24 June 2015, The Conversation, Political warfare on climate could leave national security at risk: Will the government’s forthcoming Defence White Paper discuss the national security implications of climate change? A report released this week by the Centre for Policy Development think tank urged the government to “manage the risks prudently”, while also acknowledging that “the parliamentary discussion on climate change increasingly resembles trench warfare”.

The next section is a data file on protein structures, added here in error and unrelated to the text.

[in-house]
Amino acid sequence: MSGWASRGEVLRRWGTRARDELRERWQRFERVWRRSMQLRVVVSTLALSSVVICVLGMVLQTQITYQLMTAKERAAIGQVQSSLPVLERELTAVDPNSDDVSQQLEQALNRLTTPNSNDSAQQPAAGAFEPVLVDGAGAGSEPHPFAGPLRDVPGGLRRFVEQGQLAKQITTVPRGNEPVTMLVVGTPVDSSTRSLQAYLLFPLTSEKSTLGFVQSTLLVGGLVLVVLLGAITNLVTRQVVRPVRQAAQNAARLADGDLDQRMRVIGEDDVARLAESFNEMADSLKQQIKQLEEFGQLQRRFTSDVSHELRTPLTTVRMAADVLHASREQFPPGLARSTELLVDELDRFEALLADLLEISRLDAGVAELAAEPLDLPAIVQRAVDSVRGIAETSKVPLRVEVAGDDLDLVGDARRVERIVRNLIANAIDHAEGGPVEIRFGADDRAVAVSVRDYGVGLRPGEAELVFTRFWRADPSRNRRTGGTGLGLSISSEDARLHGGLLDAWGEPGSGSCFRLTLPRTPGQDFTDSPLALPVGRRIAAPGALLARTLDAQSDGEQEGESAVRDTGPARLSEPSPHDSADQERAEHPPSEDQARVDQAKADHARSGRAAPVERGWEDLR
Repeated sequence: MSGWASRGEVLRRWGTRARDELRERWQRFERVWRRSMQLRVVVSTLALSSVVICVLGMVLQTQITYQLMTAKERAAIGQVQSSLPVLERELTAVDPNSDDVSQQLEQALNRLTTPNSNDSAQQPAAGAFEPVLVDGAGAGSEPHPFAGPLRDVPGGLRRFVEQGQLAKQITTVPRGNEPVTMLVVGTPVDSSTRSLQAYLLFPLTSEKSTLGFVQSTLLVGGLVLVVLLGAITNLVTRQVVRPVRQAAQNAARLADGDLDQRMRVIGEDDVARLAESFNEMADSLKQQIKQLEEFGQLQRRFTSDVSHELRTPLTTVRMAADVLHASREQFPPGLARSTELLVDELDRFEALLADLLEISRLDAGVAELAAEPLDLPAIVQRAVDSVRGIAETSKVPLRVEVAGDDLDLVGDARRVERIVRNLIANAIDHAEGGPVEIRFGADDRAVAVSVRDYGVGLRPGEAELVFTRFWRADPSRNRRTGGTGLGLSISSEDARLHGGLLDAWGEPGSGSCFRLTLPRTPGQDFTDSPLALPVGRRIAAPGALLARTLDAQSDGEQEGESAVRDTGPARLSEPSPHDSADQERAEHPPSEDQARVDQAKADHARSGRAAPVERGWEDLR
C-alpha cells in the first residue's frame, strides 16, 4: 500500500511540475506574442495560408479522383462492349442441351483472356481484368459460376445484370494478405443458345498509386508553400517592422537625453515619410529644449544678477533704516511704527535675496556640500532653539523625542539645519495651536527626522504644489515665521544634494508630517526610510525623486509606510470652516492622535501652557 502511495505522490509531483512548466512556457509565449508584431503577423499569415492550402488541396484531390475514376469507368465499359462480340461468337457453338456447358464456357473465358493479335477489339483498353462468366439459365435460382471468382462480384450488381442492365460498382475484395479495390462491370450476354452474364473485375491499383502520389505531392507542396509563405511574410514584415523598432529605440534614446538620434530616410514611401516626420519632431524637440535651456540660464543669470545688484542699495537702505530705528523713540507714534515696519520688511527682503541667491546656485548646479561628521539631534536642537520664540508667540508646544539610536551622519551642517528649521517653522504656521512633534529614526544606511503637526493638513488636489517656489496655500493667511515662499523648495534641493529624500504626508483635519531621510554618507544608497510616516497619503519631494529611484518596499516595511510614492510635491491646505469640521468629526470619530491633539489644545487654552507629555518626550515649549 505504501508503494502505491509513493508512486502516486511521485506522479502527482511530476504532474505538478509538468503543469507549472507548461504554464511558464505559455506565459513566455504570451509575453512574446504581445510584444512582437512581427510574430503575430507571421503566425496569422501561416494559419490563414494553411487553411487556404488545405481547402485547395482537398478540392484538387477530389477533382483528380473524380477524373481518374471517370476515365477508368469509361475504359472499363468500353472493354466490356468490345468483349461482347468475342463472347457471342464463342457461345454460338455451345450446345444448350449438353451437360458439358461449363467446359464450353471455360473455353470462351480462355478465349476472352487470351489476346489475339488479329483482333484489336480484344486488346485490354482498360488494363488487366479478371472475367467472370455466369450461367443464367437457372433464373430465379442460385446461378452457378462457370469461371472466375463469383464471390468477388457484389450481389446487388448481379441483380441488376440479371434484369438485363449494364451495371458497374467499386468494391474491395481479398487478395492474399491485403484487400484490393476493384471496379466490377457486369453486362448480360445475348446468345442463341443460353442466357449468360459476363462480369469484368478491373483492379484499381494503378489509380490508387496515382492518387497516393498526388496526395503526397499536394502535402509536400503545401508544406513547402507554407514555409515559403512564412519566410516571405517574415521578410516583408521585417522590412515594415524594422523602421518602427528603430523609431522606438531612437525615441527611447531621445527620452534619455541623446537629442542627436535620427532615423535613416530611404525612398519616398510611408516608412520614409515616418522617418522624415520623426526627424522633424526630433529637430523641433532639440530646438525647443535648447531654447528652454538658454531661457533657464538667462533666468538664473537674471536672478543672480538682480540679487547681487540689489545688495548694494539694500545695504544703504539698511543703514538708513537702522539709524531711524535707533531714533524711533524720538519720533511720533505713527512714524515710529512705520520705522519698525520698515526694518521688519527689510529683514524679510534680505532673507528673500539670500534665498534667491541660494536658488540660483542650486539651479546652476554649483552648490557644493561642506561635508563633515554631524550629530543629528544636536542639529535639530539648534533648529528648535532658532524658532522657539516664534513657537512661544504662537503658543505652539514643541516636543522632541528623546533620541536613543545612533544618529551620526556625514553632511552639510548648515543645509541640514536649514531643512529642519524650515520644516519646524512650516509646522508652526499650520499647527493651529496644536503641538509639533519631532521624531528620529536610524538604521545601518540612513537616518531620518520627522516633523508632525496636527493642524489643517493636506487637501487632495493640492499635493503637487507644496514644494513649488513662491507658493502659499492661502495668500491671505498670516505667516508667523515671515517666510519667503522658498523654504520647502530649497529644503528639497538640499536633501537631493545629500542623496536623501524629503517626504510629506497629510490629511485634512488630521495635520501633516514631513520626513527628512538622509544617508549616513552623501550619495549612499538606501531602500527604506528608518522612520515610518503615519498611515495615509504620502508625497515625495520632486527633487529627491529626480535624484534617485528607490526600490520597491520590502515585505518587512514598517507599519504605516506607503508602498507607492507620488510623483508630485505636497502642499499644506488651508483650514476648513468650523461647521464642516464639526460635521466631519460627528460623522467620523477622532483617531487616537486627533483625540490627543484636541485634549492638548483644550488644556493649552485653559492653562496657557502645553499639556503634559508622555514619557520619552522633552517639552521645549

My research indicates that these bitter political divisions have, since 2010, stymied the Australian Defence Force’s response to the issue. Although there have been pockets of activity, a renewable program here or the use of some biofuels there, the ADF has largely been missing in action on climate change and its broader implications for national security. This has not been the case elsewhere. Take the United States, for instance. Facing an equally (if not more) polarised body politic and a tight fiscal environment, the US military and national security establishment has nevertheless been leading the way on climate security. The US military has a climate change adaptation plan. The Australian military doesn’t. In a period of austerity, the US military continues to invest heavily in adaptation and mitigation measures. The Australian military doesn’t. Read More here